Browsing 'tax' News

Omar Chatriwala / Doha News

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Qatar’s Cabinet has approved draft legislation to implement two new taxes in the country.

They include a new selective tax on fast food, luxury goods and other items; and a 5 percent value-added tax (VAT) aimed at businesses.

Both taxes are part of GCC-wide agreements that hope to boost revenues for countries across the Gulf amid lower global oil prices.

Omar Chatriwala / Doha News

Cabinet sessions are held at the Emiri Diwan

The executive regulations had already cleared the Cabinet once. But they got a second sign-off yesterday during its weekly meeting, and after it was revised by the Advisory Council.

And according to Arab News, GCC finance ministers will meet in Bahrain today to discuss the further rollout of the taxes.

Sin taxes

Officials previously said that selective taxes would be “imposed on goods harmful to human health and the environment,” as well as specific luxury items.

This includes alcohol, tobacco, energy drinks and soda, among other things.

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No exact date has been given for their implementation.

However, the IMF has previously said they would be rolled out this year, and Saudi officials have floated an April deadline. However, this has since passed.

According to QNA, the draft legislation on selective taxes includes provisions on “tax entitlement, the declaration of the loss or damage of selective goods, inspection of damaged goods, registration, tax declaration, rules of payment of tax in the case of local production, maintaining of accounting systems, the language of accounting records, and control and inspection ruler.”

VAT tax

Meanwhile, the VAT is expected to take effect sometime in 2018.

It is a consumption tax, but will exempt certain food items, as well as the cost of education, healthcare and social services.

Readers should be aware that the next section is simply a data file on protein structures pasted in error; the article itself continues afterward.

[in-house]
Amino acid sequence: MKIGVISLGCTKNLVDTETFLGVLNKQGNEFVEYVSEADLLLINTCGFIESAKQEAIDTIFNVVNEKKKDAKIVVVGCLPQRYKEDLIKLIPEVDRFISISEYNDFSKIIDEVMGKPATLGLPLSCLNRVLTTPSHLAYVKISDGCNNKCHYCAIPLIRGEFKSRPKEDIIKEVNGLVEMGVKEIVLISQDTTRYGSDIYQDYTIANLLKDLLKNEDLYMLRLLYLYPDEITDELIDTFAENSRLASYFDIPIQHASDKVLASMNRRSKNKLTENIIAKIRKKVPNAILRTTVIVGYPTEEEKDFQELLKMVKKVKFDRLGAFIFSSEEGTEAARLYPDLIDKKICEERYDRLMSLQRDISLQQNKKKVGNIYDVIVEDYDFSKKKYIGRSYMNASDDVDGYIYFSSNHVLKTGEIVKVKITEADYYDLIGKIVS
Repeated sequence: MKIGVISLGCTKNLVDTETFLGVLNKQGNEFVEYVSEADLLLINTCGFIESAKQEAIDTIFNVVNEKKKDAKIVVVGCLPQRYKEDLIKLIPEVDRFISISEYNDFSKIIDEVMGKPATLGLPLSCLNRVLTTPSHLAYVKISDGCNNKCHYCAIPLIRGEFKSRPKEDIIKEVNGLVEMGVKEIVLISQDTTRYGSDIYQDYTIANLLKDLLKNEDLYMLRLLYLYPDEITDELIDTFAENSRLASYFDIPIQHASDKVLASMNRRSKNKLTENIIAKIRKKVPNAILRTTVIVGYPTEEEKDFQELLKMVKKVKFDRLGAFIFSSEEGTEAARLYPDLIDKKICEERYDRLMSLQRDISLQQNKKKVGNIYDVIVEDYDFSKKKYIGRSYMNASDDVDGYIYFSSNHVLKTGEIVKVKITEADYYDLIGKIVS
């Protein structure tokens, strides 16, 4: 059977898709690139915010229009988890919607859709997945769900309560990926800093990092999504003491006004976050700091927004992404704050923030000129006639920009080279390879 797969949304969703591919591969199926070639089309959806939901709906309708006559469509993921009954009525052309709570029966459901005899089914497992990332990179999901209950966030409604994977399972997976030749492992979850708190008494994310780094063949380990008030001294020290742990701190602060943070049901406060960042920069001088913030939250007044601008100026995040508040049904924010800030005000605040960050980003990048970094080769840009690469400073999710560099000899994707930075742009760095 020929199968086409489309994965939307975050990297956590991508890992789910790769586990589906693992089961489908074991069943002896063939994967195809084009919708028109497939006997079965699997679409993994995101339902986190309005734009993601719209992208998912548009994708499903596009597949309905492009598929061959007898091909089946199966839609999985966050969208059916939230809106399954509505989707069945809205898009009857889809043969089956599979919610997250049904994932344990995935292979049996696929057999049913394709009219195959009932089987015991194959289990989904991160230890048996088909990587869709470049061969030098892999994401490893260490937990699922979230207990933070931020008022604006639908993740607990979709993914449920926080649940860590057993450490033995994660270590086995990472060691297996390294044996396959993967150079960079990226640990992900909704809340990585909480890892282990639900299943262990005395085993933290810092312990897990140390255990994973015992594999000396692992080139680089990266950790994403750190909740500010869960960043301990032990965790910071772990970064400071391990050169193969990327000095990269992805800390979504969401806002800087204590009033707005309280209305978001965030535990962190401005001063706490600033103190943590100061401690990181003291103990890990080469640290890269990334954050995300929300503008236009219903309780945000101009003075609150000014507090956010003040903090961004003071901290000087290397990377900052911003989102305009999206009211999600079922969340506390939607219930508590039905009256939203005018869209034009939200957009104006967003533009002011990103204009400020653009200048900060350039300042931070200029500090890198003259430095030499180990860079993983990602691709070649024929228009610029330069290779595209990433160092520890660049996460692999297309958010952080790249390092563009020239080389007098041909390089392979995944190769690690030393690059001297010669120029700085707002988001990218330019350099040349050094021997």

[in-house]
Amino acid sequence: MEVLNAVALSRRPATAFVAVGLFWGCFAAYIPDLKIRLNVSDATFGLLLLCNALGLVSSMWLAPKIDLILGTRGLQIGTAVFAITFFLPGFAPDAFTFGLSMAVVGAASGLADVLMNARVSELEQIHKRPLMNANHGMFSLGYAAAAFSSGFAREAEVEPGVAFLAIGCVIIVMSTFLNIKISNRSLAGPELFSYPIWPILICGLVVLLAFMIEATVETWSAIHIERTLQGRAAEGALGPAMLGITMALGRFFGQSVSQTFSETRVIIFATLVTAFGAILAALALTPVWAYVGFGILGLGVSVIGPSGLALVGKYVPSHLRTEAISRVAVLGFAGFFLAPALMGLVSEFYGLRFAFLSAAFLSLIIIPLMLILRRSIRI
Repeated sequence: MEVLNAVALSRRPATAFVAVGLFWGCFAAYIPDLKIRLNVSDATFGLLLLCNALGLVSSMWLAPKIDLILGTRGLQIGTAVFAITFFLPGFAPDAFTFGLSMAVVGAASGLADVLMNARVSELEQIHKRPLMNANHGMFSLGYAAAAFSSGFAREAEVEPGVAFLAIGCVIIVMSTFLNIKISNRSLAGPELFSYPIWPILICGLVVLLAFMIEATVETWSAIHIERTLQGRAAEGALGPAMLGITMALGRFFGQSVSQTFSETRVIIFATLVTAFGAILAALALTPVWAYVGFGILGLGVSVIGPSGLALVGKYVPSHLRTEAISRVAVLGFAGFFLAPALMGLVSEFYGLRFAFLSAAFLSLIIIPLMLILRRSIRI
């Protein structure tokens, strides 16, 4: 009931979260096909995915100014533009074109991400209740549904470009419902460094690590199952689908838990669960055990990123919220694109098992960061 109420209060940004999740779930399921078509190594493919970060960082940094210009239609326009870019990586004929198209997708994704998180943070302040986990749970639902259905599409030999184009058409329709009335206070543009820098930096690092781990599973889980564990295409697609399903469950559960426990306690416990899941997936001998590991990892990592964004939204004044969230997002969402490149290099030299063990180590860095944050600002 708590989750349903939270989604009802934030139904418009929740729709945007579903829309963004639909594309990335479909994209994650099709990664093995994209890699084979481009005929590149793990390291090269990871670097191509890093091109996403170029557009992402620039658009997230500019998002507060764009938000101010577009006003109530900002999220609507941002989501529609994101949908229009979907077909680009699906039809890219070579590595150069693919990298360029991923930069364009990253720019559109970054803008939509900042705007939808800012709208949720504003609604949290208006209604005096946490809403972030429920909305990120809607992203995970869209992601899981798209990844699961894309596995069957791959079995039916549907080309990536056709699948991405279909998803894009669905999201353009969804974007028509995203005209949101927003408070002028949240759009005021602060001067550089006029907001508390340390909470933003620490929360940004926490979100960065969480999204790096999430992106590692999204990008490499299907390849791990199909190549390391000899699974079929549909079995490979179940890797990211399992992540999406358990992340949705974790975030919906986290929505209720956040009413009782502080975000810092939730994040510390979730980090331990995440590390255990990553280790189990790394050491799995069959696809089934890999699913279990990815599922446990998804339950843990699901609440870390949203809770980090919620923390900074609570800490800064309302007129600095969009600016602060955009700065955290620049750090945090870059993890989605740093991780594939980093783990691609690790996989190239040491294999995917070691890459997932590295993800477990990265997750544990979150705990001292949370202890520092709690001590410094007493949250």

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Over the past several months, local businesses have been urged to prepare for the rollout of VAT.

Speaking to Doha News last fall, one expert said the tax may slow down growth in the small to medium-sized companies sector.

This is because they will need to budget for lots of compliance costs.

“These firms will need to change their IT, HR, procurement, finance and marketing processes, and they will need to have auditors check and approve their books,” said Alexis Antoniades, an associate professor at Georgetown University’s School of Foreign Service in Qatar.

Officials should also continue to keep the private sector informed about what’s coming, he recommended.

Cost of living

Though news of the taxes has not sparked much discontent within Qatar, the fees are likely to cause the cost of living to rise soon.

According to the International Monetary Fund, inflation will more than double from 2.6 percent currently to 5.7 percent by 2018.

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One example of higher costs can be seen at the Qatar Distribution Co. (QDC) in Abu Hamour.

Last month, the alcohol warehouse warned customers to stock up before import taxes on spirits double.

Additionally, eating out could also become more costly. Speaking to the Peninsula this week about the potential effects of the VAT, one restaurant owner forecasted higher prices for the meals they serve.

Are you concerned about the impact on your wallet? Thoughts?

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A draft law governing new “selective” taxes has been approved by Qatar’s Cabinet and could be implemented as early as April this year.

According to QNA, the tax will be “imposed on goods harmful to human health and the environment,” as well as specific luxury items.

Officials in Doha had first warned of the upcoming sin taxes last June, but said they would apply to tobacco, fast foods, and soft drinks.

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It is unclear what a selective tax related to the environment or luxury goods would look like.

QNA added that Qatar’s law was prepared in accordance with a unified GCC agreement. It did not state when the tax would be rolled out.